From the bestselling author of Carry Yourself Back to Me comes another tightly plotted, emotionally complex novel about strangers who happen to be part of the same family.
A series of tragedies brings Vivvie’s young grandchildren into her custody, and her two estranged daughters back under one roof. Jackson, Vivvie’s husband, was shot and killed 30 years ago, and the ramifications have splintered the family into their own isolated remembrances and recriminations.
This deeply personal, hauntingly melancholy look at the damages families inflict on each other — and the healing that only they can provide — is filled with flinty, flawed, and complex people stumbling towards some kind of peace. Like Elizabeth Strout and Kazuo Ishiguro, Deborah Reed understands a story, and her characters reveal themselves in the subtleties: the space between the thoughts, the sigh behind the smile, and the unreliable lies people tell themselves that ultimately reveal the deepest truths.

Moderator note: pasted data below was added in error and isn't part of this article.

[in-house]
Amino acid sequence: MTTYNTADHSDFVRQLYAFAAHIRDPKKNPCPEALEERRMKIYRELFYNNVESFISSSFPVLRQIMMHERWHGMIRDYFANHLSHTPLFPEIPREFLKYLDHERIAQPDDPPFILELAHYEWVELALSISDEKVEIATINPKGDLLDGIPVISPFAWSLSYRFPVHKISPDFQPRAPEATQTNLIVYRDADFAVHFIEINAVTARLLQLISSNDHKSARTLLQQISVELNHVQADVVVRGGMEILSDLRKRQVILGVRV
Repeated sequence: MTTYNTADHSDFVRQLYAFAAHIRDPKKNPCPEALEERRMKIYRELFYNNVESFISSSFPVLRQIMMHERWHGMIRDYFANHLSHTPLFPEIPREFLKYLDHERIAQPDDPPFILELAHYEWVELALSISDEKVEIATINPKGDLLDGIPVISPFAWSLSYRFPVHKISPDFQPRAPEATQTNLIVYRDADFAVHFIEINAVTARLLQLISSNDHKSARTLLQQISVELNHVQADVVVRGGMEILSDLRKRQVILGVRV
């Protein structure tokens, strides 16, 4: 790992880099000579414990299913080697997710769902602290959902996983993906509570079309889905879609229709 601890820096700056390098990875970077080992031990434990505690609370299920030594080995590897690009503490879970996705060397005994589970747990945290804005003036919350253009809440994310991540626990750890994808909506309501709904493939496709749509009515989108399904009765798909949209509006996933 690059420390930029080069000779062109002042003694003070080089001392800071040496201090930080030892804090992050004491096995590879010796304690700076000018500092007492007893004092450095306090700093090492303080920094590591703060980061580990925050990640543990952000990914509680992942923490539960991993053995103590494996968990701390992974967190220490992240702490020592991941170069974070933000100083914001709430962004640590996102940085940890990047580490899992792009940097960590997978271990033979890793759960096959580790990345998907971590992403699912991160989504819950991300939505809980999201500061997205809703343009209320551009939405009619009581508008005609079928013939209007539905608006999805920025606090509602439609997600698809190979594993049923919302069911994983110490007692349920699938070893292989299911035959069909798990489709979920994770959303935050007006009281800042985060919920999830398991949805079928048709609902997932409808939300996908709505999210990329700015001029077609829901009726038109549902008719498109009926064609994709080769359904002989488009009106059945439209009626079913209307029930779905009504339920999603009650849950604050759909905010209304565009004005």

“Reed is fearless in nudging her characters toward disaster, and the reader follows with a thumping heart, confident in the story’s authoritative prose and, ultimately, redeeming spirit. I was genuinely moved by this novel, and recommend it highly.” — Antonya Nelson, author of Bound: A Novel and Some Fun: Stories and a Novella